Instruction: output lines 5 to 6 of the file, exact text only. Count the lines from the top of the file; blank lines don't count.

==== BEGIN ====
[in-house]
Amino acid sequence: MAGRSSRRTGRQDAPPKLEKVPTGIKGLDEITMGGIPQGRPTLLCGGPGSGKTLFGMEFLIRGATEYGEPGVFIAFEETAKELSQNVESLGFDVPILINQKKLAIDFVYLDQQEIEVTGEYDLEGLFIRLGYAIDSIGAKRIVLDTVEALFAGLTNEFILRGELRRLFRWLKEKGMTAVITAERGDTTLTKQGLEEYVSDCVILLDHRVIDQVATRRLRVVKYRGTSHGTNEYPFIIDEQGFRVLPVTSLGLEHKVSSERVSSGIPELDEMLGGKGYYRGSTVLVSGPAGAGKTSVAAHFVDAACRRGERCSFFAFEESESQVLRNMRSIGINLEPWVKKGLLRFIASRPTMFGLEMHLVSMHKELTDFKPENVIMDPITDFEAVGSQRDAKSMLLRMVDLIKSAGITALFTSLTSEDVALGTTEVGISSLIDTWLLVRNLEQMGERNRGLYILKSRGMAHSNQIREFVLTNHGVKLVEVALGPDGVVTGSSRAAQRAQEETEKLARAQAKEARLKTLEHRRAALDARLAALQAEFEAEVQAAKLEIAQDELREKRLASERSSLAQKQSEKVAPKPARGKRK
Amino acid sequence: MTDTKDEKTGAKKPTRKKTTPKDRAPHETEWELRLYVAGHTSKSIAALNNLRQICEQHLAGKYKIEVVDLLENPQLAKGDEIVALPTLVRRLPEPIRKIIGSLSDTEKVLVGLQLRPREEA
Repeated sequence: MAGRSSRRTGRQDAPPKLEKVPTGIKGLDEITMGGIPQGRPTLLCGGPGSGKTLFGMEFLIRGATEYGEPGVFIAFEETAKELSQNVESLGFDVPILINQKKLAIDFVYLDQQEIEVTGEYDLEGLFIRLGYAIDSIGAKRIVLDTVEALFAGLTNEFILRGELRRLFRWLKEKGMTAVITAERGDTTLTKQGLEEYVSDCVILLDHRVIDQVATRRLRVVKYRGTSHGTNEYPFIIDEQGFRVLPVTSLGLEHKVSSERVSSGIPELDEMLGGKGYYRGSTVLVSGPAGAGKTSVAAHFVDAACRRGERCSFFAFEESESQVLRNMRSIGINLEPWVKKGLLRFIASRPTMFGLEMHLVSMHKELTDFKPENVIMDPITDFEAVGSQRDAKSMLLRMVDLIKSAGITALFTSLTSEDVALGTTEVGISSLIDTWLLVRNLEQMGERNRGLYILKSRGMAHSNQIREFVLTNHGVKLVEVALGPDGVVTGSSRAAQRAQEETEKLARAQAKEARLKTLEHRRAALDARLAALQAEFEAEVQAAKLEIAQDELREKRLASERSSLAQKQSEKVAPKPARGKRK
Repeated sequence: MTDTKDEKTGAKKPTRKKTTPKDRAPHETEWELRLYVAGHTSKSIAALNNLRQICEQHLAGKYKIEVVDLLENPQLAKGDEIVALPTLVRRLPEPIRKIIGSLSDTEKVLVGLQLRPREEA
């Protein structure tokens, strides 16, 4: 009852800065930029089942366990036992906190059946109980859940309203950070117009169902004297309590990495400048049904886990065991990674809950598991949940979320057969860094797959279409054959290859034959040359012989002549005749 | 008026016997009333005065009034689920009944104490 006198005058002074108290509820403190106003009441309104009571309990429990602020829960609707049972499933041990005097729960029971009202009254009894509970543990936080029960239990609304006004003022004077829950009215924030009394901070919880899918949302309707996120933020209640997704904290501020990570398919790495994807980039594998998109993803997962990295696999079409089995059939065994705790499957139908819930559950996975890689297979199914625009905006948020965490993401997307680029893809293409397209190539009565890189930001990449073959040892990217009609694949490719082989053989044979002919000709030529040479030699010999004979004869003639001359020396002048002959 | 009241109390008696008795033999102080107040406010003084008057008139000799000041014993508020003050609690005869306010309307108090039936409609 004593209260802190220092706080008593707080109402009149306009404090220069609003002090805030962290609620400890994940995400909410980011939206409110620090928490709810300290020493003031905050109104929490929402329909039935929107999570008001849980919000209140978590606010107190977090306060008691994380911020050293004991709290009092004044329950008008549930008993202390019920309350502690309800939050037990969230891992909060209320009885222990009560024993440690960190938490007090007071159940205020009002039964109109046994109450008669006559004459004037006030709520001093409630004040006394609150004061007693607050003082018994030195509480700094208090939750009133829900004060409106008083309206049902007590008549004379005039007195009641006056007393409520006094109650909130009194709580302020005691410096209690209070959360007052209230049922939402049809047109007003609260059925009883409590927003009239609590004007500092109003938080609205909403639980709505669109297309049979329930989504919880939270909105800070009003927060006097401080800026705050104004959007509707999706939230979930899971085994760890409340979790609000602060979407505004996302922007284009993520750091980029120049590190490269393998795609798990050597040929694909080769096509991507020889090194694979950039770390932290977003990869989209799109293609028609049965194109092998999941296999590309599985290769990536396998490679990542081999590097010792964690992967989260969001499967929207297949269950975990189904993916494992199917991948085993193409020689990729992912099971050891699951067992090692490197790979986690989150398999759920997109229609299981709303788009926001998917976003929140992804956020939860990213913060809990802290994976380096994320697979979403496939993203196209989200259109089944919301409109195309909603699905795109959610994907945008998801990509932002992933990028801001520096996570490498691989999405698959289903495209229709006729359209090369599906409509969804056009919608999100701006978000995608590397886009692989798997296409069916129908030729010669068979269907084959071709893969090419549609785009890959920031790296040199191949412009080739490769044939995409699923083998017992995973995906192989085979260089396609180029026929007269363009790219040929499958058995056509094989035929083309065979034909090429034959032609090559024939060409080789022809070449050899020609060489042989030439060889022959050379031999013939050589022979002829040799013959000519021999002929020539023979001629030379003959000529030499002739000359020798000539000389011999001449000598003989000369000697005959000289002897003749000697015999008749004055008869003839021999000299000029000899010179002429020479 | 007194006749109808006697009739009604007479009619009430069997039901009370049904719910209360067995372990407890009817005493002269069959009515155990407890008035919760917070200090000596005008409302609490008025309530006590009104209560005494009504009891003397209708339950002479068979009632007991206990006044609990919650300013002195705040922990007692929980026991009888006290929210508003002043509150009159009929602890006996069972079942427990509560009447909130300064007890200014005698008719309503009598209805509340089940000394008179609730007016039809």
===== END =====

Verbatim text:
Repeated sequence: MTDTKDEKTGAKKPTRKKTTPKDRAPHETEWELRLYVAGHTSKSIAALNNLRQICEQHLAGKYKIEVVDLLENPQLAKGDEIVALPTLVRRLPEPIRKIIGSLSDTEKVLVGLQLRPREEA
């Protein structure tokens, strides 16, 4: 009852800065930029089942366990036992906190059946109980859940309203950070117009169902004297309590990495400048049904886990065991990674809950598991949940979320057969860094797959279409054959290859034959040359012989002549005749 | 008026016997009333005065009034689920009944104490 006198005058002074108290509820403190106003009441309104009571309990429990602020829960609707049972499933041990005097729960029971009202009254009894509970543990936080029960239990609304006004003022004077829950009215924030009394901070919880899918949302309707996120933020209640997704904290501020990570398919790495994807980039594998998109993803997962990295696999079409089995059939065994705790499957139908819930559950996975890689297979199914625009905006948020965490993401997307680029893809293409397209190539009565890189930001990449073959040892990217009609694949490719082989053989044979002919000709030529040479030699010999004979004869003639001359020396002048002959 | 009241109390008696008795033999102080107040406010003084008057008139000799000041014993508020003050609690005869306010309307108090039936409609 004593209260802190220092706080008593707080109402009149306009404090220069609003002090805030962290609620400890994940995400909410980011939206409110620090928490709810300290020493003031905050109104929490929402329909039935929107999570008001849980919000209140978590606010107190977090306060008691994380911020050293004991709290009092004044329950008008549930008993202390019920309350502690309800939050037990969230891992909060209320009885222990009560024993440690960190938490007090007071159940205020009002039964109109046994109450008669006559004459004037006030709520001093409630004040006394609150004061007693607050003082018994030195509480700094208090939750009133829900004060409106008083309206049902007590008549004379005039007195009641006056007393409520006094109650909130009194709580302020005691410096209690209070959360007052209230049922939402049809047109007003609260059925009883409590927003009239609590004007500092109003938080609205909403639980709505669109297309049979329930989504919880939270909105800070009003927060006097401080800026705050104004959007509707999706939230979930899971085994760890409340979790609000602060979407505004996302922007284009993520750091980029120049590190490269393998795609798990050597040929694909080769096509991507020889090194694979950039770390932290977003990869989209799109293609028609049965194109092998999941296999590309599985290769990536396998490679990542081999590097010792964690992967989260969001499967929207297949269950975990189904993916494992199917991948085993193409020689990729992912099971050891699951067992090692490197790979986690989150398999759920997109229609299981709303788009926001998917976003929140992804956020939860990213913060809990802290994976380096994320697979979403496939993203196209989200259109089944919301409109195309909603699905795109959610994907945008998801990509932002992933990028801001520096996570490498691989999405698959289903495209229709006729359209090369599906409509969804056009919608999100701006978000995608590397886009692989798997296409069916129908030729010669068979269907084959071709893969090419549609785009890959920031790296040199191949412009080739490769044939995409699923083998017992995973995906192989085979260089396609180029026929007269363009790219040929499958058995056509094989035929083309065979034909090429034959032609090559024939060409080789022809070449050899020609060489042989030439060889022959050379031999013939050589022979002829040799013959000519021999002929020539023979001629030379003959000529030499002739000359020798000539000389011999001449000598003989000369000697005959000289002897003749000697015999008749004055008869003839021999000299000029000899010179002429020479 | 007194006749109808006697009739009604007479009619009430069997039901009370049904719910209360067995372990407890009817005493002269069959009515155990407890008035919760917070200090000596005008409302609490008025309530006590009104209560005494009504009891003397209708339950002479068979009632007991206990006044609990919650300013002195705040922990007692929980026991009888006290929210508003002043509150009159009929602890006996069972079942427990509560009447909130300064007890200014005698008719309503009598209805509340089940000394008179609730007016039809």